Hazards

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Hazards

  1. 1. LAVA FLOW HAZARDS How to protect yourself and others
  2. 2. Hazards Encountered on Lava Types of Hazards: Existing Health Problems Rough Terrain Heat Related Hazards Lava Hazards Explosions––Collapses Gases––Steam Weather
  3. 3. Existing Health Problems Some visitors have pre–existing health problems that can be exacerbated on the lava flows. Heart conditions––strokes, heart attacks Diabetes––insulin shock, blackouts Lung problems––asthma, etc.
  4. 4. Existing Health Problems What can we do? Discuss (individually) or hand out questionaire to participants. Make sure anyone with an existing condition has the appropriate medication with them. Assess the situation and discourage participation by those that may at high risk. Minimize exposure to risk elements. For example, make sure that asthma suffers are not exposed to or have protection from gas and fumes etc..
  5. 5. Rough Terrain Sharp, glassy surfaces Extensive crack systems on new lava Large, hidden cracks on rifts Unstable lava surfaces Distances hard to judge Difficulty navigating, esp. in weather or clouds
  6. 6. Heat Related Hazards Walking on “cold” lava on a warm day with a wind can lead to dehydration Things get much worse approaching active lava. Radiated and covected heat vs. conducted Hot air downwind of flows and skylights. ‘A‘ā heats air more than pahoehoe Heat Exhaustion
  7. 7. Heat Related Hazards Minimize time in hot areas or very close to lava. Make sure everyone has adequate water and is fully hydrated before getting to the active lava.
  8. 8. Lava Related Hazards Thin crust over flows and lava tubes Unpredictable breakouts, surges in system, changes in speed and direction Collapse of channels Unanticipated changes in vents or tubes
  9. 9. Lava Related Hazards Always anticipate change, always plan escape routes prior to entering eruption areas. Wear protective clothing to prevent burns Have good footwear.
  10. 10. Collapses and Explosions Lava may move in or out of regions unexpectedly causing collapses or breakouts. Methane explosions Bench collapses due to underwater instability.
  11. 11. Collapses and Explosions Do not venture into regions that you are uncertain of the conditions in. Be extremely careful approaching active lava through vegetated older flows. Old pāhoehoe is more dangerous than ‘a‘ā. Stay well back of benches and watch for any signs of instability.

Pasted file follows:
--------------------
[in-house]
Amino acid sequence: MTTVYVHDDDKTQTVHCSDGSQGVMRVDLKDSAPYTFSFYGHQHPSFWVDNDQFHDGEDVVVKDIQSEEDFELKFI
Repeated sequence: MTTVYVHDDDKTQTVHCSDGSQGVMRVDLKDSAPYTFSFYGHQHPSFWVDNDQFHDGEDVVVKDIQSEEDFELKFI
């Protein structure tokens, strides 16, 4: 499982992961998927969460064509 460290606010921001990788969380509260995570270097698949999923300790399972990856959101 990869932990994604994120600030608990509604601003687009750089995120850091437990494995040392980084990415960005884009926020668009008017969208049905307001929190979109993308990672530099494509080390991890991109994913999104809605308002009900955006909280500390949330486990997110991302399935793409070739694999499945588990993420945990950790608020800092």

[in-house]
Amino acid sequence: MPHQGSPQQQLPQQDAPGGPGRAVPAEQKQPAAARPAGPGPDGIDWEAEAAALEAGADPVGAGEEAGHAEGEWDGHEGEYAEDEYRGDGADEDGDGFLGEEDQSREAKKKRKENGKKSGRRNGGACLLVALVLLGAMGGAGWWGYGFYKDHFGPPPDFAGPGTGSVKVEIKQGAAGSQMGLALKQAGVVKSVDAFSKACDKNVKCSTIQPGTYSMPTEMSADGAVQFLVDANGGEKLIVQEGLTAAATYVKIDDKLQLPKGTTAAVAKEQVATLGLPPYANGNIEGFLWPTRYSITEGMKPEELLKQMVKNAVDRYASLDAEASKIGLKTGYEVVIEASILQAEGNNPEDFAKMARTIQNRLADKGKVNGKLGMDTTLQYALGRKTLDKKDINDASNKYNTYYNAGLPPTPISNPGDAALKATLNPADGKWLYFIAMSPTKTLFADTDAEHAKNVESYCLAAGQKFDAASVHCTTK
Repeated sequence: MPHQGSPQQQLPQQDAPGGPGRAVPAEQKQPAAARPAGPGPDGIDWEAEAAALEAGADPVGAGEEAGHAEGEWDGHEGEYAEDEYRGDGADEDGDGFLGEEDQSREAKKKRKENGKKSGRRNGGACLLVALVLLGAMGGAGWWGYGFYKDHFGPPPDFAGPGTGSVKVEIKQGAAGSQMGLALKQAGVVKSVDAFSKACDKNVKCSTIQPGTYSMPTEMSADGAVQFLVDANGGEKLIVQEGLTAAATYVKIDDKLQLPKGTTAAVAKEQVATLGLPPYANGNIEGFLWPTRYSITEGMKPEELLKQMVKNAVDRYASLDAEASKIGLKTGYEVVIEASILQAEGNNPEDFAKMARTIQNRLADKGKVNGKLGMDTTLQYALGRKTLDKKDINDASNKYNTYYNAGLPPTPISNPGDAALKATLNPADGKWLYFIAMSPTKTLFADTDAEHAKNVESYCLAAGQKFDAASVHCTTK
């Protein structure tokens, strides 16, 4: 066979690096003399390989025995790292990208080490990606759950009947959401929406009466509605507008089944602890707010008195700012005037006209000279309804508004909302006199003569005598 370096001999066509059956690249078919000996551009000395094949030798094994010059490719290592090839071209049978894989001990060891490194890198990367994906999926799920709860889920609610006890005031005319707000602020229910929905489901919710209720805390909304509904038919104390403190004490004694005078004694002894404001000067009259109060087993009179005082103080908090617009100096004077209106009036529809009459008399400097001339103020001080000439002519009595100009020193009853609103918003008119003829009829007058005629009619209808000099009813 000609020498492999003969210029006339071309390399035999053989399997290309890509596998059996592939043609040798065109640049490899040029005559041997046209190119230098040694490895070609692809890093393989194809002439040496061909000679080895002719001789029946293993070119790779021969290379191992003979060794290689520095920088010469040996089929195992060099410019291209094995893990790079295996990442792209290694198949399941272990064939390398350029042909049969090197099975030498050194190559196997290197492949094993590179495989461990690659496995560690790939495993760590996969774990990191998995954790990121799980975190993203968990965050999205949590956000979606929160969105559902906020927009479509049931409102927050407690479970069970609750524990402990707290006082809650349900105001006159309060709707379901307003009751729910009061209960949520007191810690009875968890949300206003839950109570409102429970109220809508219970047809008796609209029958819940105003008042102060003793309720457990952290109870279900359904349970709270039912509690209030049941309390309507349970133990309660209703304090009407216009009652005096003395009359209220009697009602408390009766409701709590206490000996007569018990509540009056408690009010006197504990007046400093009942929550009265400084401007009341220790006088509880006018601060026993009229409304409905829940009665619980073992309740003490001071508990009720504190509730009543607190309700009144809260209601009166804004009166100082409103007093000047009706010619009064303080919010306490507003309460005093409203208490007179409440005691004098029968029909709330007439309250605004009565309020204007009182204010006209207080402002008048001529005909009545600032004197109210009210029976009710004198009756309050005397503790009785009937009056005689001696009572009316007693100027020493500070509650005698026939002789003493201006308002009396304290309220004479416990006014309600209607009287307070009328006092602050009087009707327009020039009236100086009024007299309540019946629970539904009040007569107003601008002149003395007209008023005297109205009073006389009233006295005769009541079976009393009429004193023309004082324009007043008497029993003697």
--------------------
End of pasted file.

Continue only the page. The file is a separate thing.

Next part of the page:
12. 12. Collapses and Explosions Do not venture into regions that you are uncertain of the conditions in. Be extremely careful approaching active lava through vegetated older flows. Old pāhoehoe is more dangerous than ‘a‘ā. Stay well back of benches and watch for any signs of instability.
  13. 13. Gases and Steam Avoid being downwind of vents and areas of degassing. Gases can cause severe breathing problems. Avoid getting close to the ocean near lava flows. Steam from waves splashing onto lava can scald. The waves themselves may be very hot. Small glassy particles may be carried in the air from either vent eruptions or lava entering the ocean. Burning forests, roads, and buildings produce toxic smoke. Avoid them.
  14. 14. Gases and Steam Carry gas masks. Watch the wind and weather. Avoid prolonged exposure to gases.
  15. 15. Weather Bad weather can settle in quickly making it easy to get lost and for hypothermia to set in. If you have to cross active flows, heavy rain can produce scalding steam and obscure your vision. Lightening can be very dangerous during certain storms.
  16. 16. Weather Carry a compass and GPS. Make sure you have appropriate clothing and space blankets. Check the satellite weather maps and predictions before starting out.
  17. 17. Use All Your Senses! Vision Sound Feel Smell and don’t forget common sense!

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